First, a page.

Strengthening Connections Between Native American and Legal Communities
More than 100 lawyers, judges, social workers, educators, and students from around the state gathered on Friday to participate in a first annual San Francisco Bay Area Indian Child Welfare Act Symposium to learn and hear from experts and justice partners about the Indian Child Welfare Act (ICWA) and its impact on Native American communities. ICWA is a federal law that creates minimum standards for state court child welfare cases that involves Native American children.
The purpose of the symposium were manifold: to acknowledge historical trauma; strategize ways to best interact and collaborate with Native American communities; build and strengthen relationships between Native American and legal communities; and provide legal updates as it relates to ICWA.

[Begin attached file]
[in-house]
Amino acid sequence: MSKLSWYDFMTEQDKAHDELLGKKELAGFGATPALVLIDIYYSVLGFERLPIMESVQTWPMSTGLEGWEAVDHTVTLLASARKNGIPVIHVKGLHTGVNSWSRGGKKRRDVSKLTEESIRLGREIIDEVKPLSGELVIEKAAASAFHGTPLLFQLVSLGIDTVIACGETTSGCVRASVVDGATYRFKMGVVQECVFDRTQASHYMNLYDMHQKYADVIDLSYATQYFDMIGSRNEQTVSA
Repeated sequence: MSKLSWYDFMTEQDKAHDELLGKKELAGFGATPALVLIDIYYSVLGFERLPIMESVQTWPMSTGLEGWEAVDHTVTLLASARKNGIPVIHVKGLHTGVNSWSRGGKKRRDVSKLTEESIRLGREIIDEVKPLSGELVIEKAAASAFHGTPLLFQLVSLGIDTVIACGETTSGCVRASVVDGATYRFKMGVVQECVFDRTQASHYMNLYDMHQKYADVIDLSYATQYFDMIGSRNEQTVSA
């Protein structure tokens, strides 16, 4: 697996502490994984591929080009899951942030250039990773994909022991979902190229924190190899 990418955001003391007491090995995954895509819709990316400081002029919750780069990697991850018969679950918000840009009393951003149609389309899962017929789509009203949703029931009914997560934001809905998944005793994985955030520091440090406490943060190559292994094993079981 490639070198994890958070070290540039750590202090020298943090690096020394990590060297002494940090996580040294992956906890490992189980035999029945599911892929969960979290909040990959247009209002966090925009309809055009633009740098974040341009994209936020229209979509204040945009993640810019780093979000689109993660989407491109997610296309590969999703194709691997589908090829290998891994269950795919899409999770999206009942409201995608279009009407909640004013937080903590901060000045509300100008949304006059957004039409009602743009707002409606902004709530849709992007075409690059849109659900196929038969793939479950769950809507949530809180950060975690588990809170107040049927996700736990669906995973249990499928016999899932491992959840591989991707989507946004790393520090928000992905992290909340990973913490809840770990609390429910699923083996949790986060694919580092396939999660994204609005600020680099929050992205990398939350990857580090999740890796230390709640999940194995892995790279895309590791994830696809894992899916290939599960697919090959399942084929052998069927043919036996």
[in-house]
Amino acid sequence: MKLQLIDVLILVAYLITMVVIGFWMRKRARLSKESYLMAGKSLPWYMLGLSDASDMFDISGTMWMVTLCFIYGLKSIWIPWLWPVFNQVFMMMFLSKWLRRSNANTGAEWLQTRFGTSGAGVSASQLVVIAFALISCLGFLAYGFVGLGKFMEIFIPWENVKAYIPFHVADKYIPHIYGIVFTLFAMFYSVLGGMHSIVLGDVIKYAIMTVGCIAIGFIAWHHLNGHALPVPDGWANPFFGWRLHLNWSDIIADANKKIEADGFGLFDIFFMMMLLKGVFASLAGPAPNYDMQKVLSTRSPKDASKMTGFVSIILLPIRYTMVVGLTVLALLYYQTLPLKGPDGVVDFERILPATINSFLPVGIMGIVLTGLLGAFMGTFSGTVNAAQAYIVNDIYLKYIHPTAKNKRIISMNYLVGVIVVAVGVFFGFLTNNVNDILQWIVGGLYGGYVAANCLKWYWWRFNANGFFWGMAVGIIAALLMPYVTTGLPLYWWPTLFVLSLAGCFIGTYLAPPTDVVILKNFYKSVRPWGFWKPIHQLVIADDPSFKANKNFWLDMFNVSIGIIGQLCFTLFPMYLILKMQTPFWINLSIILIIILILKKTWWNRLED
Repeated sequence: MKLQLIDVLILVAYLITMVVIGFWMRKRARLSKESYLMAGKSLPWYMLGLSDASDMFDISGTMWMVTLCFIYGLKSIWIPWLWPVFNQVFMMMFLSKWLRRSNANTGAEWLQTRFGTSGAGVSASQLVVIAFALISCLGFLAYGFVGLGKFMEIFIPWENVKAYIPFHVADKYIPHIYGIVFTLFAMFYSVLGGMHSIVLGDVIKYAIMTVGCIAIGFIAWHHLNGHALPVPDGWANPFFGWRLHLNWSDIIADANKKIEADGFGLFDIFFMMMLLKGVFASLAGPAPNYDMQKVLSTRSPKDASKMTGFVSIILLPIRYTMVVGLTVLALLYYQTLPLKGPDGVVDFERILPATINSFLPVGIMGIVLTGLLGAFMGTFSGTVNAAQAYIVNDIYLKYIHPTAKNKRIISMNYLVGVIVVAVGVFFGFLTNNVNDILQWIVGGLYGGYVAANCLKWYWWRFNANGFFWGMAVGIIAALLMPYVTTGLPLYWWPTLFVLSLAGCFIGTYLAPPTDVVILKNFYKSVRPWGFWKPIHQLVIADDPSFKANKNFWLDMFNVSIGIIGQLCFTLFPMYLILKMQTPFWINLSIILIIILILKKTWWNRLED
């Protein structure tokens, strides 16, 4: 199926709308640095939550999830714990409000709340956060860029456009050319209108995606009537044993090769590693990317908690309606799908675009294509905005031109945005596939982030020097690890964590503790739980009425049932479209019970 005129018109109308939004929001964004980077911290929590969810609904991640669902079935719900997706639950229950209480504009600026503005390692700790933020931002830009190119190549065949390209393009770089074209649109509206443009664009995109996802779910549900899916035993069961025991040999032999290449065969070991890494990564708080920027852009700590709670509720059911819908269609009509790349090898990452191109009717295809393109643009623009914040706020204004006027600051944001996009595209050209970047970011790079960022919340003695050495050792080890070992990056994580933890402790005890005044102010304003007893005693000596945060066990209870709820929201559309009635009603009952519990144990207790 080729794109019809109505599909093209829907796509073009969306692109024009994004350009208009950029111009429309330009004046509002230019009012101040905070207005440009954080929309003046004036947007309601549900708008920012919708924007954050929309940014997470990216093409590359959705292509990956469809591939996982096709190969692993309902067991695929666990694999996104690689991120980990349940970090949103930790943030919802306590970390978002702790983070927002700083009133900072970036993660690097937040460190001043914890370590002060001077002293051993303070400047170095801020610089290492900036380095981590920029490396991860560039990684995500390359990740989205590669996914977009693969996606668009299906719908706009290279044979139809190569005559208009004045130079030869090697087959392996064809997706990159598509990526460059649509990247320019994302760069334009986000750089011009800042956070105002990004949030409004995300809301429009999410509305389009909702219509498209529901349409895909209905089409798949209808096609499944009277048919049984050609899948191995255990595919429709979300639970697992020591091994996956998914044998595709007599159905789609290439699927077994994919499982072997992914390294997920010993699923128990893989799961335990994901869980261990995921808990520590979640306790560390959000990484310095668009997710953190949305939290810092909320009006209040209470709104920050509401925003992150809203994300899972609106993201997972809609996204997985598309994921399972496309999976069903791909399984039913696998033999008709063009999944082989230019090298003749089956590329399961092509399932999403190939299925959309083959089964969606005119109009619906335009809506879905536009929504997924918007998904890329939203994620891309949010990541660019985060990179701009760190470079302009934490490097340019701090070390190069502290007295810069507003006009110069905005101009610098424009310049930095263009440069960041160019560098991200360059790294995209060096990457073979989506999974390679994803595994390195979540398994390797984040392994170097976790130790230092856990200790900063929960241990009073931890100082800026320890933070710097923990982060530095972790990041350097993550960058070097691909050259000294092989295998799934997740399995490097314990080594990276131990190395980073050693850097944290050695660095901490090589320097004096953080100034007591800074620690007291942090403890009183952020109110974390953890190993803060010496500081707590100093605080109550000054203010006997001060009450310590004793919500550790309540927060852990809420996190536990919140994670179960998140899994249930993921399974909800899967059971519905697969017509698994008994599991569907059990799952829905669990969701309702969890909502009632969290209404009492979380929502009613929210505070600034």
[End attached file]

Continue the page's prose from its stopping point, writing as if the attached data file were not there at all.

“I think this conference is a long time coming and I hope it becomes an annual event,” said Christine Williams, chief judge of the Shingle Springs Band of Miwok Indians Tribal Court. “This is a good start and it’s such an honor to be invited.”
Several participants shared Judge Williams’ sentiments.
“I’m really enjoying it [symposium] and I’m looking forward to learning more about ICWA. Because of this event, I’m reflecting on my own culture,” said Andres Rios, a graduate student at San Francisco State University.
John Luoma, another San Francisco State University graduate student, said he wants to approach social work—especially when interacting with American Indian communities—as something that is sacred. “It’s about giving dignity to people and honoring connections,” said Luoma.
Several Bay Area organizations and universities organized the symposium, including the California Social Work Education Center; California State University, East Bay; and the Judicial Council of California.